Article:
Teresa Blankmeyer Burke


Last week I went to see a silent movie. Well, truth be told, most movies I watch are "silent" — at least for me. Iíd rather watch a captioned flick on my Macbook than watch a movie with hearing aid sound and floating captions on a weird bendy pipe arm, but thatís just personal preference.

In November 2011 my mother sent me a link to a New York Times review of a silent movie titled The Artist.) I read the review, and tucked away the thought that I might want to check out this movie for later. At some point, email invites started coming in from friends, and I decided to check the movie out.

It wasnít what I expected, but not for the reason you might think.

You see, Iím a bit of a (shhhh!) silent movie buff. I have a thing for Douglas Fairbanks --loved his swagger in Thief of Bagdad, and his Zorro makes me swoon like nobodyís business. Iíve got a talkie movie poster in my kitchen that features the Man of a Thousand Faces, Lon Chaney, CODA* extraordinaire, who is listed next to George "Gabby" Hayes; few visitors to my pad ever get the joke.

I started watching silent flicks when Netflix started streaming online. Not enough movies with captions were available, and if I were to draw a Venn diagram of current run captioned movies, Netflix captioned movies and movies I want to see, the intersection would approximate a crescent moon sliver.

But The Artist was on my list for another reason. The last time Iíd seen a movie in a theater with a non-signing hearing friend was eighteen years ago. Iíve been to a few movies since, but with friends who sign, or movies that were subtitled. Iíve lost my patience with partial access to movies, and Iím not one for interrupting my friendsí flow of the cinema experience.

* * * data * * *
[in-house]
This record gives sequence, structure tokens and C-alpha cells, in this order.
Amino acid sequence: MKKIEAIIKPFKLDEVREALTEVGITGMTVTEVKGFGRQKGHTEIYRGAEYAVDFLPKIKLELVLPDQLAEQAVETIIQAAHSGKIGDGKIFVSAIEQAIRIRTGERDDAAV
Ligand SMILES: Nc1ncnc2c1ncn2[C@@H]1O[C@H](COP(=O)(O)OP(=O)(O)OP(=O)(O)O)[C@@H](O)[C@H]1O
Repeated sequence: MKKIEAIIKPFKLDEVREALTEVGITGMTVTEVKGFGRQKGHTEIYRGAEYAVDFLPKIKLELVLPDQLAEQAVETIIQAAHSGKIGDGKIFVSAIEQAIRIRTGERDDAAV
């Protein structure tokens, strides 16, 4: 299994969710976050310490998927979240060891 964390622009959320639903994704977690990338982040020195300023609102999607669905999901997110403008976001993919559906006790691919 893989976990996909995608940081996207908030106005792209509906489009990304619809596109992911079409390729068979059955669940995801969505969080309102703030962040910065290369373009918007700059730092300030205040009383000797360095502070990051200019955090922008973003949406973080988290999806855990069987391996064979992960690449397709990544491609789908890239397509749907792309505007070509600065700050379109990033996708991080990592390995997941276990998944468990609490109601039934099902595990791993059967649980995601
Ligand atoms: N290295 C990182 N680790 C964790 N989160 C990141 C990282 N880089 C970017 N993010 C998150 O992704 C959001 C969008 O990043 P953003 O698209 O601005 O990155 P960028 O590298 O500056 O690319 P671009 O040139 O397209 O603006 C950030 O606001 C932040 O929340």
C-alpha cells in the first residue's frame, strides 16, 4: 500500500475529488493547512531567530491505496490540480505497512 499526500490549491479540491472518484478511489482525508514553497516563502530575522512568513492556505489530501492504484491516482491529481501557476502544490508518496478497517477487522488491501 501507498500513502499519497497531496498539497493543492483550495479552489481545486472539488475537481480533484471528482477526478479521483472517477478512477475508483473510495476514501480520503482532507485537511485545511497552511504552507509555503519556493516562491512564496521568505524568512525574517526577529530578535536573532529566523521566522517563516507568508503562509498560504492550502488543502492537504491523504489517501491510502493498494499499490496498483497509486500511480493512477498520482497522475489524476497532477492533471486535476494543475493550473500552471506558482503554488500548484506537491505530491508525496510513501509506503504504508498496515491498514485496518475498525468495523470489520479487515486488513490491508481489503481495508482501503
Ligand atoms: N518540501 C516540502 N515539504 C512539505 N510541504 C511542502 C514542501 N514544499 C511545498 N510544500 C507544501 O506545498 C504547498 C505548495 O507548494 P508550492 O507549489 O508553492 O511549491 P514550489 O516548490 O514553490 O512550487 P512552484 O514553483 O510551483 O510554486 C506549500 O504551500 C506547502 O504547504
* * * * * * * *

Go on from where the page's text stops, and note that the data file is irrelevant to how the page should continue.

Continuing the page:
I took away two points from The Artist.

First, a contemporary silent movie done in retro style is great speechreading practice! I happen to be pretty good at speechreading Ė contrary to popular opinion, this isnít a common talent, even in the deaf community. Like anything else, some folks are more talented than others. I have a gift for speechreading, but if I had my druthers, Iíd much prefer WBNA star Lisa Leslieís gift for ball-handling.

As I watched The Artist, I kept thinking that the delayed "captions" were superfluous Ė why bother reading text when you could just see what they were saying? And of course, the captions were truncated versions of what was really said. I guess theyíre taking a leaf from German television? This is not to take away from the stunning visuals and clever effects and insider nods to films of olde. (Though I do wonder why the talkies got more game than the silent movies, but thatís a discussion for another timeÖ)

The second point is something Iíve been obsessing over for quite some time now: responsibility for communication. I stopped going to English language talkies with non-signing hearing friends because I didnít like the way the communication responsibilities broke down. I didnít want to feel dependent, and I didnít like the idea that my buddies would be checking on me to see if I was following the movie. Though I will admit to cracking up hysterically at my kiddos checking in on mom and trying to "interpret" Jar-Jar Binks for me - that was something I could have done without (on so many levels).

The Artist isnít truly a silent movie Ė there is environmental noise, and some spoken dialogue at the end. I entered the movie theater with the idea that Iíd be equal to the rest of the audience, and I left with the feeling that I had seen a different movie than they had Ė a movie with richer speechreading dialogue, but impoverished sound.

That bit about responsibility for communication I mentioned earlier?

Noise matters.